Scientists Determine the Exact Amount of Time We Should Be Spending Outside

Just a brief period boosts well-being and health.

Unsplash / Sander Wehkamp

The average adult spends between three to four hours a day on their phones. Americans, per household, watch almost eight hours of television a day. If you have an iPhone, it will try to tell you exactly how much time you spent on social media per day. We’re well aware of the time we spend online. What a study released Thursday in Scientific Reports asks is how much time we spend outdoors.

"Yeah, I get that nature is good — but how often do I need to go and how long do I need to stay?"

The study determines the amount of time we should be spending outside, beyond the confines of our standing desks and blue light blocking glasses. The amount of outdoor time that leads to the most benefits, they write, is 120 minutes a week.

It doesn’t matter if those two hours are spent outdoors all at once or broken up into several shorter visits throughout the week. If they achieve that total amount of time outdoors, they will reap the benefits in terms of improved health and well-being.

The team, led by first author Matthew White, Ph.D., a senior lecturer at the University of Exeter, has done a lot of work over the last decade on the benefits of being exposed to nature.

“The million dollar question was always, ‘Yeah, I get that nature is good — but how often do I need to go and how long do I need to stay?’” White tells Inverse.

Spending 120 minutes in nature a week boosts health and wellbeing.

Unsplash / Glen Jackson

Motivated by this “common sense but sensible question,” they set out to find the answer. Using data on 19,806 adults in England who participated in a nationally representative survey, they examined the links between recreational contact with nature and self-reported health and well-being. Weekly contact with nature was measured in 60-minute blocks, and the team controlled for factors like time spent in residential green space (like a front yard), which didn’t count.

Their analysis showed that people who spent between 120 to 179 minutes (the range is a result of their time metrics) in nature — places like park fields and woodlands — had a significantly greater likelihood of reporting good health or high well-being compared to the week before. Well-being, in this study, is defined the level of a person’s satisfaction with their life.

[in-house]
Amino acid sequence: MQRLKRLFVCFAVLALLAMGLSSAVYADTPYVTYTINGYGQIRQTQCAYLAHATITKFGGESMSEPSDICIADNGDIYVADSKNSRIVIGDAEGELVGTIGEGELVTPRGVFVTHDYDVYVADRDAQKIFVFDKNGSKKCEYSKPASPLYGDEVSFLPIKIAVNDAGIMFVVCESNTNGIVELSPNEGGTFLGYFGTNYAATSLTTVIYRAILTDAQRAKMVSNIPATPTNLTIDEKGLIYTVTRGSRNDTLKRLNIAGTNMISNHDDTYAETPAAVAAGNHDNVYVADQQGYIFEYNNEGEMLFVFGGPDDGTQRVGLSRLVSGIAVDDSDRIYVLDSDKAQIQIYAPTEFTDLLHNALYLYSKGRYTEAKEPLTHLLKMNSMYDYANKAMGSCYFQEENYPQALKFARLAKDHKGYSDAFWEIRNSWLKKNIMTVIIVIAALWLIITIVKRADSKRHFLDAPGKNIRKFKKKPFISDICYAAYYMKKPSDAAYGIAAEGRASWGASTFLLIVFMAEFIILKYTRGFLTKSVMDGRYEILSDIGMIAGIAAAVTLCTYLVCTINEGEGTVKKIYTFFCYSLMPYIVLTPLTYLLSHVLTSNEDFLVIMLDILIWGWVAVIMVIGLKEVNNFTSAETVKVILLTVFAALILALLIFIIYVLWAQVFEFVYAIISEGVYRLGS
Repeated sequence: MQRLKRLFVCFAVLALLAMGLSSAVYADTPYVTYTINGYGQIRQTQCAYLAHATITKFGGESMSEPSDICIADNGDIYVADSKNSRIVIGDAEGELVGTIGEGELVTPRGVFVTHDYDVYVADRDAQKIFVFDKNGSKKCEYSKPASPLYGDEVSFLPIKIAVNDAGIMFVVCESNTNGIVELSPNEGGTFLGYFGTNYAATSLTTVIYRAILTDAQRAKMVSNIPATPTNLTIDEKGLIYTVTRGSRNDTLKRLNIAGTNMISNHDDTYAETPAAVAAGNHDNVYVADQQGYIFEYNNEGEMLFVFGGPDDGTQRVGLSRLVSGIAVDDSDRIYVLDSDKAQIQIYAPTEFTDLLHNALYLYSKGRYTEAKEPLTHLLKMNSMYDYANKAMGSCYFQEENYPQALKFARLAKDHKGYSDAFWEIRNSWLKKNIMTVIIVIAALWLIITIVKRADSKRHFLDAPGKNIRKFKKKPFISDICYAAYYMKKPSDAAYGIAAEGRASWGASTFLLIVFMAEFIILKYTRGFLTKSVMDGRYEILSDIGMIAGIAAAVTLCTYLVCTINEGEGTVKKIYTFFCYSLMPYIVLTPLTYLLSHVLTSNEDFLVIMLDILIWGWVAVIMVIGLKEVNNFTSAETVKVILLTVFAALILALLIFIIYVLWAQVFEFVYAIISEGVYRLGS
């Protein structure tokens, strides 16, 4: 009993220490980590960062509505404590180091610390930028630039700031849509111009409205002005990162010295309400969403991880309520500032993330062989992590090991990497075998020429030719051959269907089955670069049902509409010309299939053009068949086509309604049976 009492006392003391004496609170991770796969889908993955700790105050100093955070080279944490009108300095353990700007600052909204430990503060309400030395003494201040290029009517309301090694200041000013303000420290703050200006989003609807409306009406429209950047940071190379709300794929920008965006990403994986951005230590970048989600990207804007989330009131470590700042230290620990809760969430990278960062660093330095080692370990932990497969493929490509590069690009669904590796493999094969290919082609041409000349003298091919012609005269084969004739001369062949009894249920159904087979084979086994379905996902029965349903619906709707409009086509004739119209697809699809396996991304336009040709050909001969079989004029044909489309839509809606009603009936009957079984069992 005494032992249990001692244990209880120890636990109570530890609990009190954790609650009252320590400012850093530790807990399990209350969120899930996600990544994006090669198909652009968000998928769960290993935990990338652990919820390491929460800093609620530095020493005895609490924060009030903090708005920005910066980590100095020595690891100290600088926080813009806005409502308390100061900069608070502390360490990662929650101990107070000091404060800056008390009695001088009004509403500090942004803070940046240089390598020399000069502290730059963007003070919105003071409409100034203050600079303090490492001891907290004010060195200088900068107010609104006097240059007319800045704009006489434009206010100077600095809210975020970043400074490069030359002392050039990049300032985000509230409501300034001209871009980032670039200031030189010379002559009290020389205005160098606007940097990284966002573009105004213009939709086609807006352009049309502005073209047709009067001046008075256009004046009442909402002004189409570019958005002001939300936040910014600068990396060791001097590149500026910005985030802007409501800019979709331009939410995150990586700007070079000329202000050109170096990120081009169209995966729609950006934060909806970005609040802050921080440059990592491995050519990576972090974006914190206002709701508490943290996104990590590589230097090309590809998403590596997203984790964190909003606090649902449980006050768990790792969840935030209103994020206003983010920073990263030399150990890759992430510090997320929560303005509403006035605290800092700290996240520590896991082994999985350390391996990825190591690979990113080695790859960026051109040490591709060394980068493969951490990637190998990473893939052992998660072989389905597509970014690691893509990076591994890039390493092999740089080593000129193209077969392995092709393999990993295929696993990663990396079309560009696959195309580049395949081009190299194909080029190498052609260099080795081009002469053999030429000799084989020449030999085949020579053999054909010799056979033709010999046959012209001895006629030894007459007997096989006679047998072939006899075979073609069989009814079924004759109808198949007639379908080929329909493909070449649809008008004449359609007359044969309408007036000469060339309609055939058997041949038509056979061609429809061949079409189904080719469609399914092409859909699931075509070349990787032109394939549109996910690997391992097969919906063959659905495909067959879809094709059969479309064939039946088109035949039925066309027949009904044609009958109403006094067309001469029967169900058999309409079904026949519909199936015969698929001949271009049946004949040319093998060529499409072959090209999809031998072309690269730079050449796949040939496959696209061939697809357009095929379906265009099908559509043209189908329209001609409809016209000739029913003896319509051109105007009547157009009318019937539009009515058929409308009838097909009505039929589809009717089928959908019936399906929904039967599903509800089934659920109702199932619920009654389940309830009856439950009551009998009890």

Spending fewer than 120 minutes a week in nature was not associated with these improvements. Notably, spending 200 to 300 minutes was not associated with additional benefits. These patterns appeared universal across all societal groups.

Spending less than 120 minutes outside did not create the same positive effects.

Unsplash / Austin Ban

While numerous studies have demonstrated that being outdoors induces positive and mental effects, this study is unique in its focus on 120 minutes. Similar research has emphasized different amounts of time in regard to different metrics of health and well-being: A 2015 study, for example, showed that people who spent just 90 minutes a week in a natural setting were less likely to focus on negative emotions. In 2010, University of Essex researchers found that just five minutes of working out in green spaces improved an individual’s self-esteem and mood.

The next question for White’s team is figuring out why 120 minutes, specifically, is so important. He reiterates, however, that 120 minutes is not a “one size fits all” situation. Two hours a week can fit into different types of lifestyles: Busy people can head out on a hike over the weekend, while retired people can take smaller trips throughout the week. Their framework can be adapted to your own life circumstances, as long as the goal is reached by the end of a week.

While motivating individuals to take advantage of the outdoors is one of the team’s goals, White hopes that the impact of this type of research is farther-reaching.

“I’d love it to be support for funding the protection of safe, biodiverse, rich natural spaces that people can spend time in,” White says. “And above all, [for it to help] people living in more deprived areas who currently tend to have poorer local access to nature.”

Spending time in natural environments can benefit health and well-being, but exposure-response relationships are under-researched. We examined associations between recreational nature contact in the last seven days and self-reported health and well-being. Participants (n = 19,806) were drawn from the Monitor of Engagement with the Natural Environment Survey (2014/15–2015/16); weighted to be nationally representative. Weekly contact was categorised using 60 min blocks. Analyses controlled for residential greenspace and other neighbourhood and individual factors. Compared to no nature contact last week, the likelihood of reporting good health or high well-being became significantly greater with contact ≥120 mins (e.g. 120–179 mins: ORs [95%CIs]: Health = 1.59 [1.31–1.92]; Well-being = 1.23 [1.08–1.40]). Positive associations peaked between 200–300 mins per week with no further gain. The pattern was consistent across key groups including older adults and those with long-term health issues. It did not matter how 120 mins of contact a week was achieved (e.g. one long vs. several shorter visits/week). Prospective longitudinal and intervention studies are a critical next step in developing possible weekly nature exposure guidelines comparable to those for physical activity.
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